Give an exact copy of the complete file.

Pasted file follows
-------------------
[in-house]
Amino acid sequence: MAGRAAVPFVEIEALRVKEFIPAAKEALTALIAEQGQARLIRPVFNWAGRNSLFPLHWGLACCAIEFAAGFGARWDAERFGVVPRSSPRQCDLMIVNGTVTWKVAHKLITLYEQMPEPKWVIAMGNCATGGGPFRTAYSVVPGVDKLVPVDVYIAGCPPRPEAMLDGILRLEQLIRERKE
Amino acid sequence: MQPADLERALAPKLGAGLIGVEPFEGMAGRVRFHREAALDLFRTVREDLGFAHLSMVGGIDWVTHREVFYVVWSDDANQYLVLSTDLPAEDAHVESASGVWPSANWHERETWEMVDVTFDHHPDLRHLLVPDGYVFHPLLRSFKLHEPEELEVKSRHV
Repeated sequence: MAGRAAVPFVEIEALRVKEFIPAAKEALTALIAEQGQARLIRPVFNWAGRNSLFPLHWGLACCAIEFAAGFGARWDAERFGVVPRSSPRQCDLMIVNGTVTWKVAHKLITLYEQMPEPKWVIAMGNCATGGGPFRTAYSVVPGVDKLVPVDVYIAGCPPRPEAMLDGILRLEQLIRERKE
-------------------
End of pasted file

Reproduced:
[in-house]
Amino acid sequence: MAGRAAVPFVEIEALRVKEFIPAAKEALTALIAEQGQARLIRPVFNWAGRNSLFPLHWGLACCAIEFAAGFGARWDAERFGVVPRSSPRQCDLMIVNGTVTWKVAHKLITLYEQMPEPKWVIAMGNCATGGGPFRTAYSVVPGVDKLVPVDVYIAGCPPRPEAMLDGILRLEQLIRERKE
Amino acid sequence: MQPADLERALAPKLGAGLIGVEPFEGMAGRVRFHREAALDLFRTVREDLGFAHLSMVGGIDWVTHREVFYVVWSDDANQYLVLSTDLPAEDAHVESASGVWPSANWHERETWEMVDVTFDHHPDLRHLLVPDGYVFHPLLRSFKLHEPEELEVKSRHV
Repeated sequence: MAGRAAVPFVEIEALRVKEFIPAAKEALTALIAEQGQARLIRPVFNWAGRNSLFPLHWGLACCAIEFAAGFGARWDAERFGVVPRSSPRQCDLMIVNGTVTWKVAHKLITLYEQMPEPKWVIAMGNCATGGGPFRTAYSVVPGVDKLVPVDVYIAGCPPRPEAMLDGILRLEQLIRERKE